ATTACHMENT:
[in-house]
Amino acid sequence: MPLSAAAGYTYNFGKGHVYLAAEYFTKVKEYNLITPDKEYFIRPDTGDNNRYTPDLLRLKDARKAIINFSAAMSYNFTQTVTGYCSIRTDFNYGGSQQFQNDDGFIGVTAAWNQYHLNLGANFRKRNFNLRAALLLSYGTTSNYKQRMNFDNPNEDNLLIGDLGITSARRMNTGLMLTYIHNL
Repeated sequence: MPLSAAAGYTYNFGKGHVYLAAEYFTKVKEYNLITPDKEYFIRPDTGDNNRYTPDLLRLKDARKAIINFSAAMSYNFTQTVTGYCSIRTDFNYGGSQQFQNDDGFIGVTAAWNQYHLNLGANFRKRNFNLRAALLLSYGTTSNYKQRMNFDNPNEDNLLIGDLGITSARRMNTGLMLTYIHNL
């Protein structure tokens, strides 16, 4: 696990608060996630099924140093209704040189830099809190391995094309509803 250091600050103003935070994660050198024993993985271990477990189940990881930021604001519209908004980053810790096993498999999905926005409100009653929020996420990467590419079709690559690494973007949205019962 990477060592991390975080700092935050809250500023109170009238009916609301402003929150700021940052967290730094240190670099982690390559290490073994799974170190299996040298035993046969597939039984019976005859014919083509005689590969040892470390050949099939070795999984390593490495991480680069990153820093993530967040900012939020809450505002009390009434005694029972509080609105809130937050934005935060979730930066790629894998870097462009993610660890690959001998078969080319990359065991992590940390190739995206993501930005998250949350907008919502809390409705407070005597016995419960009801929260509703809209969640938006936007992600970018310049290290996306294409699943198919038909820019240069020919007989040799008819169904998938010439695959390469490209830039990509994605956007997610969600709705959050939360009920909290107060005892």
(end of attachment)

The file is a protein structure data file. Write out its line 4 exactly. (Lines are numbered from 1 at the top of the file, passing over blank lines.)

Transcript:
């Protein structure tokens, strides 16, 4: 696990608060996630099924140093209704040189830099809190391995094309509803 250091600050103003935070994660050198024993993985271990477990189940990881930021604001519209908004980053810790096993498999999905926005409100009653929020996420990467590419079709690559690494973007949205019962 990477060592991390975080700092935050809250500023109170009238009916609301402003929150700021940052967290730094240190670099982690390559290490073994799974170190299996040298035993046969597939039984019976005859014919083509005689590969040892470390050949099939070795999984390593490495991480680069990153820093993530967040900012939020809450505002009390009434005694029972509080609105809130937050934005935060979730930066790629894998870097462009993610660890690959001998078969080319990359065991992590940390190739995206993501930005998250949350907008919502809390409705407070005597016995419960009801929260509703809209969640938006936007992600970018310049290290996306294409699943198919038909820019240069020919007989040799008819169904998938010439695959390469490209830039990509994605956007997610969600709705959050939360009920909290107060005892």